There is nothing like camping in Rocky Mountain National Park to experience true wilderness. Luckily, there are many ways to overnight in its pristine lands, from backcountry campsites to tent villages to a few RV sites - ensuring you feel one with nature no matter how you prefer to camp. For complete details and information visit the official Rocky Mountain National Park Camping webpage.
Campgrounds in Rocky Mountain National Park offer unique, wilderness-meets-community experiences for couples, families and groups. Camping fees are $20 per site, per night in the summer, and $14 in the winter (when the water is off) - some park passes include discounts. Campers may check in after 1 p.m. and are requested to check out by noon; abide by posted quiet hours.
Aspenglen: Located just inside the park from the Fall River Entrance, this 54-site campground is open during summer months only. It can accommodate RVs up to 30 feet, but does not have a dump station or hook-ups. Reserve your spot early.
Longs Peak: Find this year-round, tents-only campground in the Wild Basin area, off Highway 7 south of Estes Park. It holds 26 sites and features seasonal flush toilets (vault in the winter), summer water access, firewood and quick entry to the Longs Peak Trailhead. Reservations are not taken for this site.
Moraine Park: Campers, particularly hikers, favor this year-round campground, where several trails originate. It's easily accessed via Bear Lake Road, near the park's Beaver Meadows Entrance (southwest), and features 244 sites, all reservable. It allows RVs up to 40 feet long and accommodates them further with a dump station and water hook-ups. Group sites also are available.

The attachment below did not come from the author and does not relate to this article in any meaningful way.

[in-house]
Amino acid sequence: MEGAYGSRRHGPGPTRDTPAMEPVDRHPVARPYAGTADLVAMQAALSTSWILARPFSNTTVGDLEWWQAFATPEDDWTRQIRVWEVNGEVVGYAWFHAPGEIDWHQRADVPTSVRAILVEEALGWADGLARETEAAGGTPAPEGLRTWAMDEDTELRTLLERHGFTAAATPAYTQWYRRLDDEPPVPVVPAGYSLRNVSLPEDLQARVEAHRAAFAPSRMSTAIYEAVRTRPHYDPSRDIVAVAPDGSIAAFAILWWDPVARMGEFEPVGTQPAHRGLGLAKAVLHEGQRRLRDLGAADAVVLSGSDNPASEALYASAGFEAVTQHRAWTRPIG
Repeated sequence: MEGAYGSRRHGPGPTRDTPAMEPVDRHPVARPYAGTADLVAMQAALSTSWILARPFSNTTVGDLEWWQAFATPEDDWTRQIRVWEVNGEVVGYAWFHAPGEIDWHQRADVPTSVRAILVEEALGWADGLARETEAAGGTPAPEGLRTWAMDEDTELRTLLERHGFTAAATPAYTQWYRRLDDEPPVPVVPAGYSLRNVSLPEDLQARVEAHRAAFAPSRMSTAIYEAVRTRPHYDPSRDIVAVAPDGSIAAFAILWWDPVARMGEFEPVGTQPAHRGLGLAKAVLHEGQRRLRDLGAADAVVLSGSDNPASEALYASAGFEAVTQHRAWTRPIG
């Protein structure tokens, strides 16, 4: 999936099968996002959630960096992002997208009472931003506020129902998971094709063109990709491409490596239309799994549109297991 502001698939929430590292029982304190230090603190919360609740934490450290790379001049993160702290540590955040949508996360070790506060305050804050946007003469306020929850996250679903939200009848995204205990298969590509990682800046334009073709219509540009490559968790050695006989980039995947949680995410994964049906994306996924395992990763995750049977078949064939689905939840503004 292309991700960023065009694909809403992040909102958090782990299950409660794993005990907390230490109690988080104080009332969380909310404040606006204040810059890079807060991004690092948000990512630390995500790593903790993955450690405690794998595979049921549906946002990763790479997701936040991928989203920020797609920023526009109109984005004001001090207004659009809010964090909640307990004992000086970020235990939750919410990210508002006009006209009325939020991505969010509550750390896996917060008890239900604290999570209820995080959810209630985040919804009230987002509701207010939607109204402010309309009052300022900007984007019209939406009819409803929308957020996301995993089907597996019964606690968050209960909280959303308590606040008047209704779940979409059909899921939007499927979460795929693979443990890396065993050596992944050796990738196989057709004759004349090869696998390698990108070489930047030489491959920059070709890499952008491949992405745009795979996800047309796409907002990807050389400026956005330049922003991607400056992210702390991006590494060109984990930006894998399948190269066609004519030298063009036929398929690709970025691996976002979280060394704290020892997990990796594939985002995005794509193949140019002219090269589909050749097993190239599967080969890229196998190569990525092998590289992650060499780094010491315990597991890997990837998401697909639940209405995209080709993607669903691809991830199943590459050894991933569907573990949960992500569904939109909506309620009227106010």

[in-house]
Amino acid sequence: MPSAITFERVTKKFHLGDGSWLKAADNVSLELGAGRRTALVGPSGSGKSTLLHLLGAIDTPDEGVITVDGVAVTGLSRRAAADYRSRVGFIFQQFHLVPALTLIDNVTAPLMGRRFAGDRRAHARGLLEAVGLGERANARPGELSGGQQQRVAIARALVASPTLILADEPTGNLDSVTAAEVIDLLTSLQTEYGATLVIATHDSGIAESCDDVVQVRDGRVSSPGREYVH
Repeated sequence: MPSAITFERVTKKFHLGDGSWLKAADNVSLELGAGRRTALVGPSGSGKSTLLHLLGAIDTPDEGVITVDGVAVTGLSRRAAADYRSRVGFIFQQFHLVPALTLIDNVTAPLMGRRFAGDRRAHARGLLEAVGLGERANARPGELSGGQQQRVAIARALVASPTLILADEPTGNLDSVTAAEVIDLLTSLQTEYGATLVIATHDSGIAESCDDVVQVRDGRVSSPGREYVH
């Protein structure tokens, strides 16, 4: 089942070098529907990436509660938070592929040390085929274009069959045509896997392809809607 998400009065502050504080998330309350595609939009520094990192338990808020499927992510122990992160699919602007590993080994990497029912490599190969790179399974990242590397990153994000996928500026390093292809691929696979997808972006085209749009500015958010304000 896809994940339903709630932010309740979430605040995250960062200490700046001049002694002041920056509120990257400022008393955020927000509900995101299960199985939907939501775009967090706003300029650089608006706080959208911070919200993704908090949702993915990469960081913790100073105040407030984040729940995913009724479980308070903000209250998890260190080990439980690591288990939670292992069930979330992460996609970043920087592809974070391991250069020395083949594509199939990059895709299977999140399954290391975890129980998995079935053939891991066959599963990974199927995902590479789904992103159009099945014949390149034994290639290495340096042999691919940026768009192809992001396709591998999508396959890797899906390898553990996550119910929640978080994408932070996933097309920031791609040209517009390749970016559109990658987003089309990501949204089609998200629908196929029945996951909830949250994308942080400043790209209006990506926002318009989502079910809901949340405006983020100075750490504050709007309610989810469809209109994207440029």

Timber Creek: The only campground on the park's west side, Timber Creek is often the best bet for those seeking an open spot on a first-come basis. This campground offers 98 sites, accommodations for RVs up to 30 feet, a dump station and water hook-ups. Timber Creek is open year-round, however access from Estes Park is available only when Trail Ridge Road is open (usually Memorial Day through mid-October, depending on weather).
Additional information on campgrounds, fire safety and wildlife precautions can be found at NPS.gov/ROMO.
Many hikers want to experience the thrill of camping in the wild, which is what backcountry camping in Rocky Mountain National Park is like. Backcountry permits are necessary and may be obtained at the Backcountry Offices. Near Estes Park, the Backcountry Office is located at the Beaver Meadows Visitor Center. Many backcountry campsites dot the park, including special sites for groups of more than seven people. Campers are asked to take responsibility for their sites, such as practicing proper Leave No Trace techniques and taking appropriate wildlife protection measures. More information on these tips plus suggestions for how to plan a backcountry camping trip may be found at the official Rocky Mountain National Park Backcountry Webpage.